In response to this, ERA Architects also houses Culture of Small, known familiarly simply as ‘Small’. It’s a not-for-profit that specializes in aiding smaller, more rural communities across Canada transition “from resource-based settlements to diversified, creative economies” and evolving the resources that they have to meet the current needs of their communities. Frolick’s involvement in Small has meant stepping outside the Toronto revitalization scene into towns like Picton, or Cochrane, or Chapleau. She works in a very hands-on way with all of the stakeholders involved in the emotionally taxing, sometimes awkward (talking money), but ultimately rewarding task of taking a beloved church building from a declining place of worship and returning it to its former status of community resource, community pulse.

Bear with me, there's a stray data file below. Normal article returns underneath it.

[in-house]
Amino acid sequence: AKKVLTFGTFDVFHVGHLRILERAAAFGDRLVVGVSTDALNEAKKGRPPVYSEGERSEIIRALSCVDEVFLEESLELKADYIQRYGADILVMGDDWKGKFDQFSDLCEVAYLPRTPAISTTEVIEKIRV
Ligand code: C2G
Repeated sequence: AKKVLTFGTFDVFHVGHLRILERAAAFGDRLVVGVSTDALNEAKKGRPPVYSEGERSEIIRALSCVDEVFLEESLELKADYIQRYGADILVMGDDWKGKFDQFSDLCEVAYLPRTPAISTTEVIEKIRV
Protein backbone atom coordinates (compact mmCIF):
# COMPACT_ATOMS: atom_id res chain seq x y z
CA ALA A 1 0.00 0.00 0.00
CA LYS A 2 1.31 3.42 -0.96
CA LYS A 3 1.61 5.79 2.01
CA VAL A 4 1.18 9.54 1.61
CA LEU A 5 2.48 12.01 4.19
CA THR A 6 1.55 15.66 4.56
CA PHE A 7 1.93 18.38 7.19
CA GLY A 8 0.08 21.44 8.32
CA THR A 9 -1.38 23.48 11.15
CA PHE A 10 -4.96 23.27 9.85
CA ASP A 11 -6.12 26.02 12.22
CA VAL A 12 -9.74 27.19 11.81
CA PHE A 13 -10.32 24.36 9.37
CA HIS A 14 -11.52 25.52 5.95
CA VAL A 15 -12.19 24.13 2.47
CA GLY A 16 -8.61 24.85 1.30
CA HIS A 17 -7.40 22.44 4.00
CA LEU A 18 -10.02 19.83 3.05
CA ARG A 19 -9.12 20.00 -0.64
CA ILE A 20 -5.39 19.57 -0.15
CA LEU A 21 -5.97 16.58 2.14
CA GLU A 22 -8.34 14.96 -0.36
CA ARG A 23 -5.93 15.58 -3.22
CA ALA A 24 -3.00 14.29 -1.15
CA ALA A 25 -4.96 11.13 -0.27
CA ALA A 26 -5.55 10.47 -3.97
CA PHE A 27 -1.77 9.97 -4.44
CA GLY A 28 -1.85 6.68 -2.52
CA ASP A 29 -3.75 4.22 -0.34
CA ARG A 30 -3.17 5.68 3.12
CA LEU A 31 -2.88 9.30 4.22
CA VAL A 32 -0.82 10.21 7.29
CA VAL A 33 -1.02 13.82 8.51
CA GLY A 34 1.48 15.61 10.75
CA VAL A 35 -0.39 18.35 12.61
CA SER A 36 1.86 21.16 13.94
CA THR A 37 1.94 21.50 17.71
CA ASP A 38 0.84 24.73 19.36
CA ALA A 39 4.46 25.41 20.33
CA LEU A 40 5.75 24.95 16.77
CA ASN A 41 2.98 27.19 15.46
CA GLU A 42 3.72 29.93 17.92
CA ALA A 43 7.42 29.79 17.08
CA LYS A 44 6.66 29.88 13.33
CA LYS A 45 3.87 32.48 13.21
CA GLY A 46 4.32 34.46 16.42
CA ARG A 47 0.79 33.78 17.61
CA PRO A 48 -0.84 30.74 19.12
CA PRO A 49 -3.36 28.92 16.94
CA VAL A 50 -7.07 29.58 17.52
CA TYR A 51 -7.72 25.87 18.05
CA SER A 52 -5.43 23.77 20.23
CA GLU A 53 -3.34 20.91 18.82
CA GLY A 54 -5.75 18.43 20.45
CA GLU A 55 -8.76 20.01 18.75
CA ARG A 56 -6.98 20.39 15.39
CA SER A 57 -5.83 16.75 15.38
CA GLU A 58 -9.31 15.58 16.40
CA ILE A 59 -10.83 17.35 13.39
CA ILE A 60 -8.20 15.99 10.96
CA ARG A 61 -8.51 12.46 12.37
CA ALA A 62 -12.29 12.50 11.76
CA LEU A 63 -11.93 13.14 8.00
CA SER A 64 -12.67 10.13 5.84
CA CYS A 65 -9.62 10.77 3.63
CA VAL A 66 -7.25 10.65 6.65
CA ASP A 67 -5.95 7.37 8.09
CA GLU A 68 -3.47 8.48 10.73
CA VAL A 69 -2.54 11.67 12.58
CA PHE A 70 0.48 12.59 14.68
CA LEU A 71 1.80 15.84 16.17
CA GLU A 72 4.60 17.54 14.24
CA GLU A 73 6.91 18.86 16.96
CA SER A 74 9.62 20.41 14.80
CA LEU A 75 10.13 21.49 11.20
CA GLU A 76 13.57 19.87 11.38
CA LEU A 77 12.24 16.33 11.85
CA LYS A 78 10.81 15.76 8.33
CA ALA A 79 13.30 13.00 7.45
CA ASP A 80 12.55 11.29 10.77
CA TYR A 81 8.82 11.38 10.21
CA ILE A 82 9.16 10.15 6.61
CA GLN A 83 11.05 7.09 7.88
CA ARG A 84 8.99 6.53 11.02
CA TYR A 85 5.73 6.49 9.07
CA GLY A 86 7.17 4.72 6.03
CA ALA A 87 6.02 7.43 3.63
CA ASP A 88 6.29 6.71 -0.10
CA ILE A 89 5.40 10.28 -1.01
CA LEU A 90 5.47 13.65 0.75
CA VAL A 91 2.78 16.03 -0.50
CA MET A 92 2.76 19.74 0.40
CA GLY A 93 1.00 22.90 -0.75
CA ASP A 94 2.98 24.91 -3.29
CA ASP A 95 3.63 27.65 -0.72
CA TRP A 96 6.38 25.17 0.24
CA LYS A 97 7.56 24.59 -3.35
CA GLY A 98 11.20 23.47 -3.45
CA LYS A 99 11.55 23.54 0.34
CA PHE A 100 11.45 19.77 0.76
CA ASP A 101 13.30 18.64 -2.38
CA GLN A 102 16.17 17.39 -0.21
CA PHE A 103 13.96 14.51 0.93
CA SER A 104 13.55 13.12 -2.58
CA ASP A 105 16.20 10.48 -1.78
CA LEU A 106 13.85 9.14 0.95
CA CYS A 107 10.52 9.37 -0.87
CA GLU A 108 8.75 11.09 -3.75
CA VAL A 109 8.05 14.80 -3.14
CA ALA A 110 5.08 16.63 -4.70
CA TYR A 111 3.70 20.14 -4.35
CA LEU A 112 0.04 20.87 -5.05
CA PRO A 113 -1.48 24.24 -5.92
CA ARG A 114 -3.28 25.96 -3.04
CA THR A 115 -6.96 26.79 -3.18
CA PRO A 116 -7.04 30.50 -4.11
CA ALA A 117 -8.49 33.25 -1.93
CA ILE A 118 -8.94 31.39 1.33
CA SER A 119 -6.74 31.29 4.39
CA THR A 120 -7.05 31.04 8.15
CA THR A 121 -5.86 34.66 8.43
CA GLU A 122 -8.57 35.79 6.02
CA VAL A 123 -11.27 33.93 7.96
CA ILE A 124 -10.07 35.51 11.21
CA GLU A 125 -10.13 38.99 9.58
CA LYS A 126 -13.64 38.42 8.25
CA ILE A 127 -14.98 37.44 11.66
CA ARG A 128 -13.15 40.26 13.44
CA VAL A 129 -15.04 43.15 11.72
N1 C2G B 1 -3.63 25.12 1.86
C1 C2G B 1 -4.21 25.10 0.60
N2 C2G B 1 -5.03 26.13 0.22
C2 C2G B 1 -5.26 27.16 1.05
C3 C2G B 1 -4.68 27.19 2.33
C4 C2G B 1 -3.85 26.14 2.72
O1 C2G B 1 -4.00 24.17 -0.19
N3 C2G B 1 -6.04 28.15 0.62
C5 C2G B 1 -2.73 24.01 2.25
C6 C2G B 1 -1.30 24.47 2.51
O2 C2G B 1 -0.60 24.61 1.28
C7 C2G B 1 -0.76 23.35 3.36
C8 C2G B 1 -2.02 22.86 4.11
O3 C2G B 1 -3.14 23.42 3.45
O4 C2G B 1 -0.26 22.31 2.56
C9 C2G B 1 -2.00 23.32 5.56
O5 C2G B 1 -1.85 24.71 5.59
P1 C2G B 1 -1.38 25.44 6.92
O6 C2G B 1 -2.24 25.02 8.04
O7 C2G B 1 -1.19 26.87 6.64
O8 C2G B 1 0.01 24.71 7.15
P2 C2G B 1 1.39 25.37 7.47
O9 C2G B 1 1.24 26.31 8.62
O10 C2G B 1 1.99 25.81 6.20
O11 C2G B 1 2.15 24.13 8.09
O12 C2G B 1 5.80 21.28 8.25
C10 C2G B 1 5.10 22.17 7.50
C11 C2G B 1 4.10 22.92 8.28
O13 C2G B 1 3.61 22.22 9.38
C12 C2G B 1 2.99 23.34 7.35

The historic composition of many communities across Canada is grounded in three core settlement institutions: the post office, the school, and the church. While the church’s primary function is to provide religious services to its local congregants, it also traditionally offers other social support, or ‘common good services’ as that support is sometimes known. Think free or subsidized child care, the food banks for those in need, perhaps the English learning classes for new immigrants, or Narcotics Anonymous. They’re not services that every single community member in a small town requires. But as Frolick summarizes it, “I’m not a member of AA [Alcoholics Anonymous] but I do feel strongly that that service should be available to whoever needs it.” Without the church, who hosts the weekly meetings? Even if organized religion is also waning in smaller Ontario towns at the same rate as Ontario’s larger cities, the church buildings themselves need to be maintained to host these services or other, newer initiatives that aid the community. The evolution of the local church in Chapleau, Ontario is the perfect example of a small town meeting its community’s needs.